This is an aspect of game design I find fascinating; the ways in which designers, artists, writers and the rest of a team seek to draw narrative from mechanics and systems. Over the last year especially, the ability to explore nature through TV, videogames, and boardgames has been invaluable for me. Circumstances of all kinds can prevent us from engaging with the natural world as much as we would like, but there is some joy to be had in exploring stories and worlds from the comfort of home.

Boardgames, I believe, are especially brilliant at bringing us closer to the world around us. Perhaps it’s the tactility of the medium – the ability for players to touch and hold and interact with game pieces and art. In Evolution, there’s a chunky, wooden diplodocus meeple. He’s weighty, green, and absolutely brilliant to fiddle around with when your hands get antsy. “This guy? People love him,” Dominic grins.


Big ol’ diplodocus meeeple!

It’s a small element of the game, but one which really adds to the magic of play. The ability to feel a game’s components, to see the objects you are playing with, makes the whole experience more vivid and powerful.

Or perhaps that feeling of connection comes from the social aspect of many boardgames. Whilst watching movies or playing single player videogames, we are reacting to the rules and systems and stories that have been carefully crafted to evoke a singular response. A boardgame player, however, must also account for the ways in which their friends and family around the table will engage with such systems. We are reacting to other people, at the end of the day, and their strange, often irrational decisions.

Joan Moriarity, in the fascinating book about boardgames and play Your Move, writes: “perhaps it was inevitable that people would welcome the chance to turn away from their screens, seeking the warmth and connection you get from playing games together with live human family and friends.” This idea is essential to the stories Evolution can tell. It’s not just that my long-necked-turtle-looking animal got eaten. It’s that my friend – who I thought was my friend – did the eating.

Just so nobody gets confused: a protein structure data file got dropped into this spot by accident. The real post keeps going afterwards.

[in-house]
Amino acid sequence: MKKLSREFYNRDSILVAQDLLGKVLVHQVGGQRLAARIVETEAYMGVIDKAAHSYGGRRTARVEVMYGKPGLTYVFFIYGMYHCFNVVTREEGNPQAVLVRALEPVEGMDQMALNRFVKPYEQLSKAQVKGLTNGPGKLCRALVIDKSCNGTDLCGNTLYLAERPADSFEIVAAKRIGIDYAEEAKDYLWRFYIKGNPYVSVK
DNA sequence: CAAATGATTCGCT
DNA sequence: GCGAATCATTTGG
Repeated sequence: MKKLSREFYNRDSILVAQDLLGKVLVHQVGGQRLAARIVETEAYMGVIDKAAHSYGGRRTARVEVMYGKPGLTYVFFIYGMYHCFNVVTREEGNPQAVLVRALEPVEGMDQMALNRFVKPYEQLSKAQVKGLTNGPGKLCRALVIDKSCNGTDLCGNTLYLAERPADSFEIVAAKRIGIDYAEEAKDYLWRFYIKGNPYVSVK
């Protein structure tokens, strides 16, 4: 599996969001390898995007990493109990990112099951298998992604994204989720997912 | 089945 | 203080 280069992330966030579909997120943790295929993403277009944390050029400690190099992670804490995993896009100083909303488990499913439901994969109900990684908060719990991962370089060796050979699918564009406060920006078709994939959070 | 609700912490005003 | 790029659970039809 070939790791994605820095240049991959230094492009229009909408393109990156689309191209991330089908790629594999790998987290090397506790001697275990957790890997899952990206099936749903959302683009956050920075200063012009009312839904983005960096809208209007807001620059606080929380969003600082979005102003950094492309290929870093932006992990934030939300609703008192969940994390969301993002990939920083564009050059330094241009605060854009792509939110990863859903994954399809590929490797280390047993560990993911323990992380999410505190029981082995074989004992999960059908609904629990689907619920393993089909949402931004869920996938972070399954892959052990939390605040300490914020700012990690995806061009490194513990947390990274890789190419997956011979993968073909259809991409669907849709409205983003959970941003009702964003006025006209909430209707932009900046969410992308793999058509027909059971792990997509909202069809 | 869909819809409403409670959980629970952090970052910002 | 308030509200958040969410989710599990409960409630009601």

Evolution, Dominic tells me, was actually inspired by an already existing game. “Some friends,” he explains, “found this game called Evolution: The Origin of Species. It was designed originally, I think, as a teaching tool in class.” He wanted to publish Evolution: The Origin of Species in the US, but saw too many flaws in its design. His team got to work finding the fun – because no amount of educational text or exposition can evoke a theme as much as the dynamic narrative you create through play.

“I received an engine that brought an ecosystem to life,” he explains. “Then I did a lot of research and tried to figure out how to keep as much of the science as possible, whilst turning it into a more polished game.” And in doing so, North Star Games have created a sandbox for stories of struggle, adaptation, and survival.

Long-necked-turtle-thing in its natural habitat, by James Keeling.

This website, of course, is ostensibly a place for stories of adventure, and Dominic Crapuchettes has had plenty of those. Speaking about his life on the fishing boat, he speaks fondly. “You prove that you can conquer all of this adversity and it fuels you when you do. You feel powerful, and then you come home, and you get paid way more than you could anywhere else in the world.”

But this is also a place to talk about the ways we can feel more connected to our world, and the people we share it with.

I ask Dominic, before I let him escape our conversation, if he misses his seafaring life. “I did for about a decade,” he says. “There’s a certain pleasure in being able to conquer adversity and getting rewarded for it with money. But, honestly, I’m glad not to be doing it now. I mean, it was dangerous, we were in life-threatening situations a lot, and I have kids now. Those days are gone, and I’m glad they’re gone.”

The reason boardgames are so special to me is that they give us challenges, puzzles, problems to solve. Adventures that we can have from home, cosying up with friends and family, gasping at each devious move and laughing at one another’s downfall. When we’re unable to leave our comfort zones, or step into the wider world, we can settle down and enjoy the act of play.

We’ve come a long way from Monopoly. That’s for sure.